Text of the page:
Emanuelle Ancoin doesn’t remember standing at Tremont Street and
Columbus Avenue on a Saturday in January of 1997, waiting to cross the
She has no recollection of the police chase that changed her life — neither the sirens of the pursuing police car, nor the screeching of tires that came before the fleeing vehicle jumped the sidewalk and knocked her 15 feet into the air.
But her mother, Mireille, remembers the morning well.
She remembers when Emanuelle’s younger sister burst through the door of her Roxbury apartment and cried, “Mommy, my sister’s dying!”
Mireille ran from her house and found her 9-year-old daughter’s body, broken from the impact of a car that police estimate was traveling in excess of 60 miles per hour before it struck her.
She remembers how Mayor Thomas M. Menino visited her at Boston Medical Center the next day and reassured her.
“He said, ‘Don’t worry. Everything will be OK,’” Mireille recalls.
But everything was not OK. Emanuelle sustained nerve damage in her brain. It has left her forever changed.
While Mireille navigated the health care system, seeking the best help for her daughter, her attorneys sought legal redress from the city. Although Emanuelle was not struck by a police cruiser, the officers who engaged in the pursuit did so in clear violation of Boston Police Department policy.
Yet after 11 years of legal claims, the Ancoins and their attorneys have been unable to obtain compensation from the department for Emanuelle’s injuries. Their suits failed first in state court, then in federal court.
“Police officers involved in high-speed chases are given almost complete immunity,” says their attorney, Tom Collins, noting that plaintiffs have to prove that officers involved in a chase knew a pedestrian would be a likely victim.
This, despite the fact that police department regulations prohibit officers from engaging in high-speed chases in thickly settled areas unless the officers have reason to believe the suspect has committed or is committing a felony crime.
Collins contends the officers had no reason to believe the suspect had done anything more than steal a car, an offense far below the felony threshold.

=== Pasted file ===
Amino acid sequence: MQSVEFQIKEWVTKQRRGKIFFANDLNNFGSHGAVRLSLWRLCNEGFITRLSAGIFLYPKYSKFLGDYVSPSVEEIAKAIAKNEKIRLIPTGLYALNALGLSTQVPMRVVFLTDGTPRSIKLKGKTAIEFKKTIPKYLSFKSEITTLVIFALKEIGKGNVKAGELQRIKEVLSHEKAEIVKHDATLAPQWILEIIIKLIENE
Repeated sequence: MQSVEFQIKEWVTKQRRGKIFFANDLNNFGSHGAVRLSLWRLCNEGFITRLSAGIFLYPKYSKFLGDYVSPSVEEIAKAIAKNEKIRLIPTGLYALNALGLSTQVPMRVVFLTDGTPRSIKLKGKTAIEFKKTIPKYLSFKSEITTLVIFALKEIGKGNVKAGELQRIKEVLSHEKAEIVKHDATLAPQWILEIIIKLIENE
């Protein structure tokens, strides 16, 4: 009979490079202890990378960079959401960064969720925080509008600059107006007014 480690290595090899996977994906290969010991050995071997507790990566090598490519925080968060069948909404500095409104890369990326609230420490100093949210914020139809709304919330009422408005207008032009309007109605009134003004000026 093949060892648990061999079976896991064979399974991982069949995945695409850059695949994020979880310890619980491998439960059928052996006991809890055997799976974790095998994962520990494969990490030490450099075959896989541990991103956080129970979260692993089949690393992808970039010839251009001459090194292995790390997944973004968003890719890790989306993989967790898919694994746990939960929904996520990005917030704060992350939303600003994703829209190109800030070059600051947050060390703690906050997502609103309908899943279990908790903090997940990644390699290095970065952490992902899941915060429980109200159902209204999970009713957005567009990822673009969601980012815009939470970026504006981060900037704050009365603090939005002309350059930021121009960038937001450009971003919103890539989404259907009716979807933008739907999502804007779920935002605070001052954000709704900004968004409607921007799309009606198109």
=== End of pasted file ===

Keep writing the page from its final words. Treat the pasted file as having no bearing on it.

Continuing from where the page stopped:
After unsuccessful attempts to hold liable the driver of the car and the owners’ insurance company, Collins tried political influence, persuading then-outgoing U.S. Attorney Donald Stern to petition Menino on Emanuelle’s behalf.
Collins says Stern received no reply from the city.
“We got nothing. Absolutely nothing,” he says.
Collins compares the Ancoins’ case to the more highly publicized case of Victoria Snelgrove, an Emerson University student killed by a police projectile fired into a crowd celebrating the Boston Red Sox’ 2004 American League Championship Series victory over the New York Yankees.
In May 2005, the City of Boston paid a $5.1 million settlement to Snelgrove’s family.
“There’s a tremendous sense of frustration all of us who worked on this case feel,” Collins says. “The policy was clear. The policy was put in place to prevent this very kind of thing from happening.”
Emanuelle has made a life for herself despite her disability. She is pursuing a nursing degree at Salem State College. But from time to time, her disability gets in the way.
“It’s left me with a condition where I’m disabled,” she says. “A lot of things I did in the past I can’t do. I can’t walk long distances. I walk with a limp. I have pains in my legs and arms.”
Recently, she tried for a job as a certified nursing assistant — a job many of her classmates have taken to help defray the costs of college. But because Ancoin does not have the strength to lift patients, she was unable to secure a license.
Emanuelle was in tears. But the setback — the latest of many — may have hurt her mother just as much.
“I don’t know what to do,” Mireille says. “All the time I look at my daughter and I know she wasn’t born like this.”